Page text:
With my laptop laid up at the Apple store awaiting a new hard drive and my CNET deadline closing in, I had to turn to my iPad into an effective word processor. Which setup worked best?
Crave freelancer John Scott Lewinski covers tech, cars, and entertainment out of Los Angeles. As a journalist, he's traveled from Daytona Beach to Cape Town, writing for more than 30 national magazines. He's also a very amateur boxer known for his surprising lack of speed and ability to absorb punishment. E-mail John.
Sometimes, gadget reviewers need to turn to their test products in an emergency. I found myself in that very predicament last week when I was on deadline for CNET--just as the hard drive on my MacBook Pro decided to pack it in permanently.
Editors can't print your whining about computer glitches, and you don't get paid much for plaintive cries of "I'm working on it." So when said laptop died on me with only a couple hours left to hand in my commentary on the anniversary of John F. Kennedy's "moon speech," I had to look to my iPad to get the piece written and turned over to the news desk.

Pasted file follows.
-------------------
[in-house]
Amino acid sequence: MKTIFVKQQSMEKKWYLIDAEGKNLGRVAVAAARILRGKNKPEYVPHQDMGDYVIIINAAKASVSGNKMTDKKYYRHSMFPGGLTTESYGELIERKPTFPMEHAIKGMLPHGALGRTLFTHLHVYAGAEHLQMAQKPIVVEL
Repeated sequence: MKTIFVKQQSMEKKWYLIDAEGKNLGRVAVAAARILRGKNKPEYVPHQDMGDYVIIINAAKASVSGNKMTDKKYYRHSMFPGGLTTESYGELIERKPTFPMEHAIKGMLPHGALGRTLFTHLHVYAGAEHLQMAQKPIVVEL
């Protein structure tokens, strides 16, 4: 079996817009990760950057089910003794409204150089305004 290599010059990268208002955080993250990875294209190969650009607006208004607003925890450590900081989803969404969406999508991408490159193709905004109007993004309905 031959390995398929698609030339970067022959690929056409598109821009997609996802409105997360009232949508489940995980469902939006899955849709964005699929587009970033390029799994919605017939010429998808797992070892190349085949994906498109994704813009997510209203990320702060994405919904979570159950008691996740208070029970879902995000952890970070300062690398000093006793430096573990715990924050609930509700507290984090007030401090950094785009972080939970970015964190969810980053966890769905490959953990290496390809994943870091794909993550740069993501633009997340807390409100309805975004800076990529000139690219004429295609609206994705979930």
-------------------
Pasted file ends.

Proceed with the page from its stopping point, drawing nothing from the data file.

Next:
You can get any number of word-processing programs for the iPad. For better file swap between my tablet and MacBook Pro, I turn to Pages. Though some say there are better app options, I figured Apple's native program would help me pound out several paragraphs mourning the current state of the American space program. But I can't use that pop-up virtual keyboard the iPad provides for entering text for anything more than an e-mail or a Facebook post. I've tried, and I end up with typed-up pseudo-English that resembles a code pumped out by the Nazi Enigma machine.